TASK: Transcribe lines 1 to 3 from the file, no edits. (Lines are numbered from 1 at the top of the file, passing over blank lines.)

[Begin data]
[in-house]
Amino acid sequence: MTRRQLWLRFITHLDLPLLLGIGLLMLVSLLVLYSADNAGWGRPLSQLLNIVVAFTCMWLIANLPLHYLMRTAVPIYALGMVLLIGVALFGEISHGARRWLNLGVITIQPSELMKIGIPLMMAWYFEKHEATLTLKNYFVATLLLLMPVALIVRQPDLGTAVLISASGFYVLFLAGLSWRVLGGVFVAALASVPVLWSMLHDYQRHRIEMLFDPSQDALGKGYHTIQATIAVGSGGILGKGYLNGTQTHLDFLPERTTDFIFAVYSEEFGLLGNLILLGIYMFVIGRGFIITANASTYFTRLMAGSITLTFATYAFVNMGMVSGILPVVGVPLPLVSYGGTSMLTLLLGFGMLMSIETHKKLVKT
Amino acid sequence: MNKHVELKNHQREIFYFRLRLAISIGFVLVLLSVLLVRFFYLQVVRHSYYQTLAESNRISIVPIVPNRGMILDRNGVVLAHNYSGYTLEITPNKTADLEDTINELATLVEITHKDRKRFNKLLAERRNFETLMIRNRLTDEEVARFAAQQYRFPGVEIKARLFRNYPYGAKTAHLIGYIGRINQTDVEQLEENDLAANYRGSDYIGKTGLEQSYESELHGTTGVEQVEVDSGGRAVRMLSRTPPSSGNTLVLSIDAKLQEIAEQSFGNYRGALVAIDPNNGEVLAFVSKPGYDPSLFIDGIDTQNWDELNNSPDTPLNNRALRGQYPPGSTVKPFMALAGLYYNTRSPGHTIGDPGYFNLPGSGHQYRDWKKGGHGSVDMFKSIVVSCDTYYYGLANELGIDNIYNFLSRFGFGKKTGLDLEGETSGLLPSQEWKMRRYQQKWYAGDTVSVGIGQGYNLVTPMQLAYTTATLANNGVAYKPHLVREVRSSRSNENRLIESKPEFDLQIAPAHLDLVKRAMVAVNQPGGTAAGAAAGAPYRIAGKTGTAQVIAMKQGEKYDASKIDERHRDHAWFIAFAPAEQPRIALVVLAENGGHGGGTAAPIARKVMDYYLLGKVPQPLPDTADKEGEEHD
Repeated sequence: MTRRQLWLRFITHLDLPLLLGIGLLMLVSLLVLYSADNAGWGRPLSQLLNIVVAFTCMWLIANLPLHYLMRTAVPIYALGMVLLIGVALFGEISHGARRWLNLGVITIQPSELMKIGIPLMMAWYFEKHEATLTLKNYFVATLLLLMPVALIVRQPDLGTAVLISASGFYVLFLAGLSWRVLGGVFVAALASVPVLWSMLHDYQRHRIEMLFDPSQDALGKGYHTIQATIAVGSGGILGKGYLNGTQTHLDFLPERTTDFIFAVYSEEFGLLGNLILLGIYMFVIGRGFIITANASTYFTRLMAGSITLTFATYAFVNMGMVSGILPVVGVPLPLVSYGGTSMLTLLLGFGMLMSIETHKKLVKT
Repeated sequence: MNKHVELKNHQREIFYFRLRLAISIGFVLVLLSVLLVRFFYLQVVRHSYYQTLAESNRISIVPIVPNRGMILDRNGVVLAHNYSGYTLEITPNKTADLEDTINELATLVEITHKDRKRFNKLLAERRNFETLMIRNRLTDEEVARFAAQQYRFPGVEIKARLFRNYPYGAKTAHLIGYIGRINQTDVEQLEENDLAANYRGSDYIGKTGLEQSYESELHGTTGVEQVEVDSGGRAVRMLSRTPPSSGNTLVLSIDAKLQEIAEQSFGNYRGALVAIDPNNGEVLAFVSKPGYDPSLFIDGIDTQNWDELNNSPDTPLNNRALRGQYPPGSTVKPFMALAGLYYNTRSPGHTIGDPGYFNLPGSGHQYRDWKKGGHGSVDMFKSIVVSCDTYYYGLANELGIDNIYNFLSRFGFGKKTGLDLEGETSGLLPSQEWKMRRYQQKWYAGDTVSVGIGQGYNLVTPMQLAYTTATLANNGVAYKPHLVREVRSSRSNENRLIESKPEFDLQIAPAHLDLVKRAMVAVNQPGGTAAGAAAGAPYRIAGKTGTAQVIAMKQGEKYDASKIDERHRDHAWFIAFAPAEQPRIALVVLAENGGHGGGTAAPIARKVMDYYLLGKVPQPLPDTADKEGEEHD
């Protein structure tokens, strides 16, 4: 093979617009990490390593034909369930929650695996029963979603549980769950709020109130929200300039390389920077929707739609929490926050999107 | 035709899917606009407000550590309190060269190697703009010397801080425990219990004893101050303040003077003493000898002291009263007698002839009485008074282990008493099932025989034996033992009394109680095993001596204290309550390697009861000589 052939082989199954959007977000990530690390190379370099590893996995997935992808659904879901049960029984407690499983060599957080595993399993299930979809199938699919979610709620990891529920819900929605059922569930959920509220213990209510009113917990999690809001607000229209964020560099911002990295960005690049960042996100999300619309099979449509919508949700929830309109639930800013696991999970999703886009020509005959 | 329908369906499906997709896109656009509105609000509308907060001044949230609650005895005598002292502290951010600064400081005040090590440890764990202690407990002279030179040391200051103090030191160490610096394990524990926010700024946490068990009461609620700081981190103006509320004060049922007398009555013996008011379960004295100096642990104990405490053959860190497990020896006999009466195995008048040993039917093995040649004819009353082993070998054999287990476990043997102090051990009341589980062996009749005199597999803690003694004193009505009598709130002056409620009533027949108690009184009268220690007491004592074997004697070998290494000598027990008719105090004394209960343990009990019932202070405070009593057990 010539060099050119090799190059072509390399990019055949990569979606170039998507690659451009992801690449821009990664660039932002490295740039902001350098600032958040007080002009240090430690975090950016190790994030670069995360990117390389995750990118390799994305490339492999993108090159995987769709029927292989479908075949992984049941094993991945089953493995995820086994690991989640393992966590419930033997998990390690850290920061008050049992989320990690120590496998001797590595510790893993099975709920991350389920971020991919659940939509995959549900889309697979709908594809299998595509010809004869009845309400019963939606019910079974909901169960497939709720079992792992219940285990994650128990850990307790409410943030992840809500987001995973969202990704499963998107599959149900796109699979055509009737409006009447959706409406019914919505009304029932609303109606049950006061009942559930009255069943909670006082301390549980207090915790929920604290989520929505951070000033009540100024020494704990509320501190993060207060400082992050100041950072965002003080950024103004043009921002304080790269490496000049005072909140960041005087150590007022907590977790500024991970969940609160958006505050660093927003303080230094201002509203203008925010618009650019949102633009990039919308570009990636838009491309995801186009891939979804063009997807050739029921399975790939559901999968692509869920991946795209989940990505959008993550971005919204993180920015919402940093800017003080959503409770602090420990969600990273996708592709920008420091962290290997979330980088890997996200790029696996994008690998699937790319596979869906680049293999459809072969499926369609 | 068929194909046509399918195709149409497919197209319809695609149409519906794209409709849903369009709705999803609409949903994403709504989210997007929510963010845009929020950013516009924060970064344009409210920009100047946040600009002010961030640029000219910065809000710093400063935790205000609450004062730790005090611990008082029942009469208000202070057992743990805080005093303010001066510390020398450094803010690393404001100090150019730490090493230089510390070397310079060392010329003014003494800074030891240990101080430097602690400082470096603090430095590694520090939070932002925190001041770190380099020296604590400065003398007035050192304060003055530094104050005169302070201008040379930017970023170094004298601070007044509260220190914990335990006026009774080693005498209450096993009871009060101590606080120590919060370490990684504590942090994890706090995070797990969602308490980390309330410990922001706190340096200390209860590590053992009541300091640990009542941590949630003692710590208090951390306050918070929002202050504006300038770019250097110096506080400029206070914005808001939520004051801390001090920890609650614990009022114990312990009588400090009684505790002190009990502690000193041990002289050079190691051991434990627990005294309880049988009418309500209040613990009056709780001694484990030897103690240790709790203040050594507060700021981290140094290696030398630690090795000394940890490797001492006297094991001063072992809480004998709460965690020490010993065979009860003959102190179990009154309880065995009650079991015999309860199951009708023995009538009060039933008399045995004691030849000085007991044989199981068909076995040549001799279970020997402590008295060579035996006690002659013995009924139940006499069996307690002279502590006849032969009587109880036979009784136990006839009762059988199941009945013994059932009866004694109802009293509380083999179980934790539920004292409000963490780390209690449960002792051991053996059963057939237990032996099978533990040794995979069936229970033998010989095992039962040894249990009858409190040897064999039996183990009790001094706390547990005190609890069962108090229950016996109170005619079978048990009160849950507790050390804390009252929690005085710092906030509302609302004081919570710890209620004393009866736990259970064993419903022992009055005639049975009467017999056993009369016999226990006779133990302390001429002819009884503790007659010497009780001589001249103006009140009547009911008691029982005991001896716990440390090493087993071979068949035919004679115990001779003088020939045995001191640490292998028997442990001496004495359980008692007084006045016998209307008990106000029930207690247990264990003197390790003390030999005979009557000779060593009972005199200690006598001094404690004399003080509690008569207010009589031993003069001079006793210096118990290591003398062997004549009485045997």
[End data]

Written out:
[in-house]
Amino acid sequence: MTRRQLWLRFITHLDLPLLLGIGLLMLVSLLVLYSADNAGWGRPLSQLLNIVVAFTCMWLIANLPLHYLMRTAVPIYALGMVLLIGVALFGEISHGARRWLNLGVITIQPSELMKIGIPLMMAWYFEKHEATLTLKNYFVATLLLLMPVALIVRQPDLGTAVLISASGFYVLFLAGLSWRVLGGVFVAALASVPVLWSMLHDYQRHRIEMLFDPSQDALGKGYHTIQATIAVGSGGILGKGYLNGTQTHLDFLPERTTDFIFAVYSEEFGLLGNLILLGIYMFVIGRGFIITANASTYFTRLMAGSITLTFATYAFVNMGMVSGILPVVGVPLPLVSYGGTSMLTLLLGFGMLMSIETHKKLVKT
Amino acid sequence: MNKHVELKNHQREIFYFRLRLAISIGFVLVLLSVLLVRFFYLQVVRHSYYQTLAESNRISIVPIVPNRGMILDRNGVVLAHNYSGYTLEITPNKTADLEDTINELATLVEITHKDRKRFNKLLAERRNFETLMIRNRLTDEEVARFAAQQYRFPGVEIKARLFRNYPYGAKTAHLIGYIGRINQTDVEQLEENDLAANYRGSDYIGKTGLEQSYESELHGTTGVEQVEVDSGGRAVRMLSRTPPSSGNTLVLSIDAKLQEIAEQSFGNYRGALVAIDPNNGEVLAFVSKPGYDPSLFIDGIDTQNWDELNNSPDTPLNNRALRGQYPPGSTVKPFMALAGLYYNTRSPGHTIGDPGYFNLPGSGHQYRDWKKGGHGSVDMFKSIVVSCDTYYYGLANELGIDNIYNFLSRFGFGKKTGLDLEGETSGLLPSQEWKMRRYQQKWYAGDTVSVGIGQGYNLVTPMQLAYTTATLANNGVAYKPHLVREVRSSRSNENRLIESKPEFDLQIAPAHLDLVKRAMVAVNQPGGTAAGAAAGAPYRIAGKTGTAQVIAMKQGEKYDASKIDERHRDHAWFIAFAPAEQPRIALVVLAENGGHGGGTAAPIARKVMDYYLLGKVPQPLPDTADKEGEEHD